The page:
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Thursday, 15 May 2014

Reviews: Down, The Black Keys, John Wesley

Down: IV-Part II (Down Records)

The NOLA legends are back with their second of four EP's and as is the norm with Phil, Pepper and co this is riff city!! Set your riff counters to unlimited as they just keep on coming in true, stoner, doom, southern metal style. This is the first Down release not to feature Kirk Windstein however unless you knew you wouldn't notice as replacement Bobby Landgraf does a great job as Pepper Keenan's sideman bringing the riffage and solos to the six tracks that are boosted by the rumbling heaviness of Patrick Bruders and long time sticksman Jimmy Bower who smashes his kit with aplomb. Phil Anselmo as usual does his usual southern snarl and banshee scream. The emphasis of these 6 tracks is on the doom metal style, from the opening dirge of Steeple which then evolves into a fist pounding rocker that wouldn't seem out of place on an Orange Goblin album, a serious riff fest to kick things off and the pace rarely lets up from there, sliding straight into the classic Down stomp of We Knew Him Well which also has a reverbed almost voodoo vibe with it's repeated refrain of "Rise Up!!". Hogshead/Dogshead is a sprawling guitar filled track that changes time signatures throughout. Then we get onto Conjure which is prime Sabbath down to the Iommi-like riffage and Geezer-like bass, this slow moving vocoder filled, ode to the white stuff (not snow) is so like the Birmingham Iron Men, it's practically a lawsuit waiting to happen, still it is just another element of Down's expansive repertoire, the album ends with the heavyweight Bacchanalia which smashes along heavily until the final part which is an acoustic comedown. This is another great EP in this coming quadrilogy a true riff monster of a record and one that will kill in the live arena! Roll on Bloodstock!! 9/10

The Black Keys: Turn Blue (Nonesuch)

Dan Auerbach and Patrick Carney return with their eighth album, their previous release 2011's El Camino was very upbeat and catchy, however due to much excess the two men have taken all this time to release their follow up because of their fried-mental state this album is a sprawling, mind bending trip of an album. The songs are longer, slower and more expansive in sound, yes there are still some awesome R&B rockers with the funk fuelled 10 Lovers and Gotta Get Away which ends the album in an upbeat style. However for the most part these tracks are in stark contrast to the sparse, trippy, hippy haze of the Weight Of Love which is part Hendrix, part french electronic rockers Air. The electronic backing of the title track drives it along Carney's drumming coming to the front here, the synth filled Fever has a bit of New Order or INXS about it. All of these electronic and sampled elements are probably the continuing influence of producer Dangermouse who is much apart of The Black Keys sound as Carney's excellent drumming and Auerbach's guitar stabs, blues howls, along with everything else these men do. The result is an album that comes straight out of the vinyl Stax records era, through the 90's trip hop scene and right up into modern era. The band have always been talented and have been able to mix their styles but their albums have always had a theme of sophisticated modern blues rock however with Brothers, El Camino and Turn Blue they have crafted three unique and equally excellent albums that have a wide musical scope show exactly how good these two men are. Another great record in The Black Key's purple (blue?) patch 9/10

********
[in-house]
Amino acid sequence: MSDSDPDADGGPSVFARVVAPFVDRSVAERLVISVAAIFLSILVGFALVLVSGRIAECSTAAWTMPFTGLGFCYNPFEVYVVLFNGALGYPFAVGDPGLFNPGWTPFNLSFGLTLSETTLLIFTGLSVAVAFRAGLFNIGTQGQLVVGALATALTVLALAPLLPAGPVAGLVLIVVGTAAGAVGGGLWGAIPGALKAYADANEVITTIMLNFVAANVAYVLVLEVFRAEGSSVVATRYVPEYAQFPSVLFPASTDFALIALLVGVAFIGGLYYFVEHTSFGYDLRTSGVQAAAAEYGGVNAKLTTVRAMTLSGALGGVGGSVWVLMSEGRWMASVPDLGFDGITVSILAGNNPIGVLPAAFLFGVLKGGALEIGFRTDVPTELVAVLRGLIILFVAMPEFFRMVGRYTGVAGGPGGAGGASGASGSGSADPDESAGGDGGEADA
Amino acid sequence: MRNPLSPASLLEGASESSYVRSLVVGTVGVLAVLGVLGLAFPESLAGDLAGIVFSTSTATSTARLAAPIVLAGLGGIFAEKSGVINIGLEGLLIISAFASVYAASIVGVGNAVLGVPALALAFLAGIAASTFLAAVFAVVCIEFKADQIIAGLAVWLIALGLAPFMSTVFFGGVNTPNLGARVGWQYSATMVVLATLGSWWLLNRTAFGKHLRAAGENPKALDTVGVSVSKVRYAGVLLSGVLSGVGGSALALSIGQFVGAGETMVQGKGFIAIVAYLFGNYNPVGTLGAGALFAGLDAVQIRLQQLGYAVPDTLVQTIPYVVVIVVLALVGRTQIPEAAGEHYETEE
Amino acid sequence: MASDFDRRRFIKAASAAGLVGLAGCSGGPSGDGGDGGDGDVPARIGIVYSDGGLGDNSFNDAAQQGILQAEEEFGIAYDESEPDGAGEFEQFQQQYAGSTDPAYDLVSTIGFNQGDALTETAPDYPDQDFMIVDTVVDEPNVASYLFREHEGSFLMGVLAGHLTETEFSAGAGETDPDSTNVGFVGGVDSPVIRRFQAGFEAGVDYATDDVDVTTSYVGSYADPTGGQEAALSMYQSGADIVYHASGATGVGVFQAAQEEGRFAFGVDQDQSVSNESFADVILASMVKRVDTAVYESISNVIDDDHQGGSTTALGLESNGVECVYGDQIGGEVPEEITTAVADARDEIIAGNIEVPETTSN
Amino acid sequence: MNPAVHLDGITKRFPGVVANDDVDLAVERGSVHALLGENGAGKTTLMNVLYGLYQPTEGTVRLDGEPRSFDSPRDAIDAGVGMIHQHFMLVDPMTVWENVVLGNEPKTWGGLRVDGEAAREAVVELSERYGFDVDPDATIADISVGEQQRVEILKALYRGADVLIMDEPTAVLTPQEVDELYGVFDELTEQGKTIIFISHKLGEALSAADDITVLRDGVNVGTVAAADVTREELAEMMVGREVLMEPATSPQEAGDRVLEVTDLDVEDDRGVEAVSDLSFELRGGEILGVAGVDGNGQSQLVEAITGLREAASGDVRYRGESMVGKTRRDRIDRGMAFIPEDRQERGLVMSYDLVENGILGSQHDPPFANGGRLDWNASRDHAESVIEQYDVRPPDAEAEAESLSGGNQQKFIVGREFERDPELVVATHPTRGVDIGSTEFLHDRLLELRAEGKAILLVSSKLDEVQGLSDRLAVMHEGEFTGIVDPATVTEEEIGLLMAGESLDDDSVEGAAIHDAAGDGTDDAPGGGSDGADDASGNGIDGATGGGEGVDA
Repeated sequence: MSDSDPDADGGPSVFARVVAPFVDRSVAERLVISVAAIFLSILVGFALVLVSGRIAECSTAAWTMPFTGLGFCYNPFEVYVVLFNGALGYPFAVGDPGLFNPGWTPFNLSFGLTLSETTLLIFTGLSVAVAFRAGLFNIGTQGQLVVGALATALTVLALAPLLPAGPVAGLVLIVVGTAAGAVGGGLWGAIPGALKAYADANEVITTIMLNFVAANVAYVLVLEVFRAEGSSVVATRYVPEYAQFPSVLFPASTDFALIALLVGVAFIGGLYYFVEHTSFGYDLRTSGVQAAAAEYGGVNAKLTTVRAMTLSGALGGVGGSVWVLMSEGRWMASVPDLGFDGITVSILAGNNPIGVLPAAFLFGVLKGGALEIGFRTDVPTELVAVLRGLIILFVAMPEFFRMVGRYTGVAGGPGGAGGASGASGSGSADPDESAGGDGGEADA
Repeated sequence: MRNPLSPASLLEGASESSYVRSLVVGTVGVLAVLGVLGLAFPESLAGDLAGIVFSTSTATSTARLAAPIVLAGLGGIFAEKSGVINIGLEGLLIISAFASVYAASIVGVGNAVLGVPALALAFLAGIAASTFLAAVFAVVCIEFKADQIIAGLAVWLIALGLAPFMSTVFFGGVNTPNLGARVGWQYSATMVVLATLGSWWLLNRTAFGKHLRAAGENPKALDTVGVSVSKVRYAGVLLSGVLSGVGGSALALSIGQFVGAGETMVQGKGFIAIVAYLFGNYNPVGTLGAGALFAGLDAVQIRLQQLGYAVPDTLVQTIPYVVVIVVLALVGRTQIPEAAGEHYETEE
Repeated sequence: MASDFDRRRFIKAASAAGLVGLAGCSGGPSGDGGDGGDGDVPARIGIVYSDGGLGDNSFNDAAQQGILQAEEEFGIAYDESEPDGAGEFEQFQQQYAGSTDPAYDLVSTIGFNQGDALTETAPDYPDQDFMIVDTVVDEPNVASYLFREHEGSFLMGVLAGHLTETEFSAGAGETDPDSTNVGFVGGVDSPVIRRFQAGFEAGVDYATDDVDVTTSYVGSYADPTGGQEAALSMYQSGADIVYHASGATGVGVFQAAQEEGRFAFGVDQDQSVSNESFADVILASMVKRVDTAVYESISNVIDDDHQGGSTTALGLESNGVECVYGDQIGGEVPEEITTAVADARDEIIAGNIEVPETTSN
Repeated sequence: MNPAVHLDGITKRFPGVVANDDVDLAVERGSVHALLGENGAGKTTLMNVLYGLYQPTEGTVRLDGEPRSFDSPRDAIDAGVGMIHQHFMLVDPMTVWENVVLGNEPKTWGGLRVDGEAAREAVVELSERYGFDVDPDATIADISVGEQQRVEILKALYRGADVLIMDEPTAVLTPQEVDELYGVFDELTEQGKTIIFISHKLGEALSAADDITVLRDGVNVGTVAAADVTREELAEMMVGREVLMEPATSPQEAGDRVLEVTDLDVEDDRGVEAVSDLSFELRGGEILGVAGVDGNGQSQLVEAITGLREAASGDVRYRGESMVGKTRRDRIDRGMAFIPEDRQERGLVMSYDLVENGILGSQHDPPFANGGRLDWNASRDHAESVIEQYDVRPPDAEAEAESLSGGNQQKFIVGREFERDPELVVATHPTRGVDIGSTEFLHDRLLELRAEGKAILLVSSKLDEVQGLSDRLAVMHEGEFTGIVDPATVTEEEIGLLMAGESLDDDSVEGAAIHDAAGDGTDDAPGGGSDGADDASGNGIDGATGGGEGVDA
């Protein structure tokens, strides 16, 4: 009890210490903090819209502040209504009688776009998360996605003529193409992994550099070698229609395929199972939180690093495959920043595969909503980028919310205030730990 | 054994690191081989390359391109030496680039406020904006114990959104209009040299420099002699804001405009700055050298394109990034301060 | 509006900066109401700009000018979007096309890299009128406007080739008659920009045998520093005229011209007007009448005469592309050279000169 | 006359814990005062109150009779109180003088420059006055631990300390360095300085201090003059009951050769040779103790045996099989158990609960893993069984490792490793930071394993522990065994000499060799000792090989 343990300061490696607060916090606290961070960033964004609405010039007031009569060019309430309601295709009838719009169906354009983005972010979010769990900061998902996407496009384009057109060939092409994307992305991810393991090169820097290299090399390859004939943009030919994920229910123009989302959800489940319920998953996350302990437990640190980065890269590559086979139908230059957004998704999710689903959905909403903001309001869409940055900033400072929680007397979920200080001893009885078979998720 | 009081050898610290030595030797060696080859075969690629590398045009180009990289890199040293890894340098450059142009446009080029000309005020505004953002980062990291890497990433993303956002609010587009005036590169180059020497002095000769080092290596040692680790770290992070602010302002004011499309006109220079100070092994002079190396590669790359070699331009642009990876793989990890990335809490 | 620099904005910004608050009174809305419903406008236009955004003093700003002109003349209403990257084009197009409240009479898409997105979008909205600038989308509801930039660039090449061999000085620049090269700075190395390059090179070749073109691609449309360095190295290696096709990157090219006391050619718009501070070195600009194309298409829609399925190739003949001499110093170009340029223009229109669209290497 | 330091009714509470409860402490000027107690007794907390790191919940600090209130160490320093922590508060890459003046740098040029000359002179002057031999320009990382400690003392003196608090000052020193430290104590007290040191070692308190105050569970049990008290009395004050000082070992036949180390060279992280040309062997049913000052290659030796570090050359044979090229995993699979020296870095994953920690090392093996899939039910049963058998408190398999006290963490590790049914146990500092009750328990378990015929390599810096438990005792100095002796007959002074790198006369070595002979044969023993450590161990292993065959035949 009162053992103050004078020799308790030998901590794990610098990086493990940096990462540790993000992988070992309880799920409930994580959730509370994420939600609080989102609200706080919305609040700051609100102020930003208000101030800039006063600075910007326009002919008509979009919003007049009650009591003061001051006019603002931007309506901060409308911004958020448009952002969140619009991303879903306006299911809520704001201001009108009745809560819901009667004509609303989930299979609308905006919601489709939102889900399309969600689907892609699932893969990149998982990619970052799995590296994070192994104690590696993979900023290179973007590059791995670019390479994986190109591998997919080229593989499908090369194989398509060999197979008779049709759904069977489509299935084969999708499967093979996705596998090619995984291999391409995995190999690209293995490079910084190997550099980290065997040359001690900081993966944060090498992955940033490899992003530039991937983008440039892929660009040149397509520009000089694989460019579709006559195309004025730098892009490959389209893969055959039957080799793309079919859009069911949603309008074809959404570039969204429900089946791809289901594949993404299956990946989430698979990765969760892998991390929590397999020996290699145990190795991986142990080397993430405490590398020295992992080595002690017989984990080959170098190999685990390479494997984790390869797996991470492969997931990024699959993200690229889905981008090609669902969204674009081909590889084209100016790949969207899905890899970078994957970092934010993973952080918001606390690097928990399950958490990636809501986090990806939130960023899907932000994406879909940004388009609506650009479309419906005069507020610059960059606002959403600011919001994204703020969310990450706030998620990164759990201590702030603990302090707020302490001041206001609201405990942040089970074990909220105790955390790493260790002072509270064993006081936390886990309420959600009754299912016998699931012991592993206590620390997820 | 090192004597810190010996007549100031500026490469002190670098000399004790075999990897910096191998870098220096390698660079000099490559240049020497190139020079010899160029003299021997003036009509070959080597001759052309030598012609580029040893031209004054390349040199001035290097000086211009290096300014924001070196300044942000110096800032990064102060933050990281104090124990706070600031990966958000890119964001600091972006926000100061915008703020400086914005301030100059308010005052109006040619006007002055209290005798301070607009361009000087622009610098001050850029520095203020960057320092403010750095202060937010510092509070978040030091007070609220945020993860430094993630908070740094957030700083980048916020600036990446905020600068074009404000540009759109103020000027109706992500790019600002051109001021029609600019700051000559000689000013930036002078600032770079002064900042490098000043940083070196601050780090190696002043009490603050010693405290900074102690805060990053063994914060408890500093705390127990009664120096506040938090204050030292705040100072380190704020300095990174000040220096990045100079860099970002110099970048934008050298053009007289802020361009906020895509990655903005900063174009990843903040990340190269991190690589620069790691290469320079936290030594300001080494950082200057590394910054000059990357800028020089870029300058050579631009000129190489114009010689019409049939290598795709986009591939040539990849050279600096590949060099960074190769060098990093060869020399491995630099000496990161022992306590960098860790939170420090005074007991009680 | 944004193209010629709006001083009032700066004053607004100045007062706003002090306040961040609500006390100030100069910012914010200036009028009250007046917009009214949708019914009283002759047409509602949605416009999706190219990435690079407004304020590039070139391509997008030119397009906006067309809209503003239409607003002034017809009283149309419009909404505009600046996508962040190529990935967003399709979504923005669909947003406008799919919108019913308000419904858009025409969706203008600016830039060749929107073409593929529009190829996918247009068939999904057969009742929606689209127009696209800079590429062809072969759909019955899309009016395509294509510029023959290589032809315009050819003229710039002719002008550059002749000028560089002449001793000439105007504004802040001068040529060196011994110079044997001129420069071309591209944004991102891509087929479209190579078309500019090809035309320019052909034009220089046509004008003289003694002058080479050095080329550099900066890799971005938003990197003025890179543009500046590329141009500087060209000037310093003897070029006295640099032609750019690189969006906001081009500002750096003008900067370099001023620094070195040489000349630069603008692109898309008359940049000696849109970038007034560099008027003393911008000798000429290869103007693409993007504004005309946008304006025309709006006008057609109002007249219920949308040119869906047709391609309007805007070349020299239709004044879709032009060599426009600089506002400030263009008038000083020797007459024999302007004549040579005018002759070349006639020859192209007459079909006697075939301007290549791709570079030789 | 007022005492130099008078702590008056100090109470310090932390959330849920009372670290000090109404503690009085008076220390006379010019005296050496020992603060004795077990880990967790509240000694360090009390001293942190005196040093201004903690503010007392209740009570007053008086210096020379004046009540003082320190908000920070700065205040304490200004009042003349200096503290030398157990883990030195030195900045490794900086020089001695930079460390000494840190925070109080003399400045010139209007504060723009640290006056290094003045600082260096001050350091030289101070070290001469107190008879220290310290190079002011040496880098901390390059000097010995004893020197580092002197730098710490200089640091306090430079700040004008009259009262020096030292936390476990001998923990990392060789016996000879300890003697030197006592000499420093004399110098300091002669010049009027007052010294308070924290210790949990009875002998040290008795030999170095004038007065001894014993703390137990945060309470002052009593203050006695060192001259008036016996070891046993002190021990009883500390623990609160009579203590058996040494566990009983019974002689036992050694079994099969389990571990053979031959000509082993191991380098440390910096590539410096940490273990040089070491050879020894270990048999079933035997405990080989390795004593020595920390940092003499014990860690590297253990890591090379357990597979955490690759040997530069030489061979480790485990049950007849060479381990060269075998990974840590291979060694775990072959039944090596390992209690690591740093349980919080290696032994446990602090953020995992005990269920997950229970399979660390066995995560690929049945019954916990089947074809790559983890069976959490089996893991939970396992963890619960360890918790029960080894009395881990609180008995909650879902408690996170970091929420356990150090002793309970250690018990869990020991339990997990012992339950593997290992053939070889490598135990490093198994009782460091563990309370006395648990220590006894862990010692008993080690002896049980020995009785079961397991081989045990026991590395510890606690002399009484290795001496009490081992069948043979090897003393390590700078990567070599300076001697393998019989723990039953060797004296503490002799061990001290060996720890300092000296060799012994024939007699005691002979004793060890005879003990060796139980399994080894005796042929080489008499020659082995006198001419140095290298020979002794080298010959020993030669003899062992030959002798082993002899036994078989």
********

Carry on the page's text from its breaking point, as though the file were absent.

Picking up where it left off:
John Wesley: Disconnect (InsideOut)

John Wesley is the touring guitarist of Porcupine Tree and as such he is the guitar foil for Steven Wilson, this inevitably means he has to be good and he is very damn good. His guitar playing is simply staggering, technical, precise yet understated. He solos amazingly but he also has some serious songwriting chops as well, yes there is a lot in common with his day job (as there has been on all of his solo albums) with a melodic, slightly alternative metal with lots of progressive elements.Wesley manages to be progressive without having to rely on noodling, most of the songs are four to five minutes long but feature time, pace and stylistic changes with Any Old Saint being the longest song on the album at 7 minutes. The album mixes some touching melancholic acoustic tracks with some modern progressive rock replete with some sterling guitar work (another feature of his early work. Wesley's voice too is excellent very gravelly to carry emotion but also melodic enough to be listenable. Obviously with a man of Wesley's talents he will attract talent and Disconnect is no exception as he has assembled a great studio band to play with him, the guitar of Dean Tidley is the perfect foil for Wesley's freakouts and he even provides some killer solos of his own, the rhythm section of Patrick Bettison's bass and the drums of ex-Iced Earth Mark Prator also keep things solidly locked in tight leading the time changes. He has also got a few great guests with Geri X providing some welcome female vocals to the proceedings and most notably Rush axeman Alex Lifeson provides his six string magic on Once A Warrior. If you have never heard John Wesley before and you are a fan of Porcupine Tree, Fish or even Sound Of Contact then pick up Disconnect as you will not be disappointed, then download the man's discography for free from his website (what a nice chap he is!) 8/10

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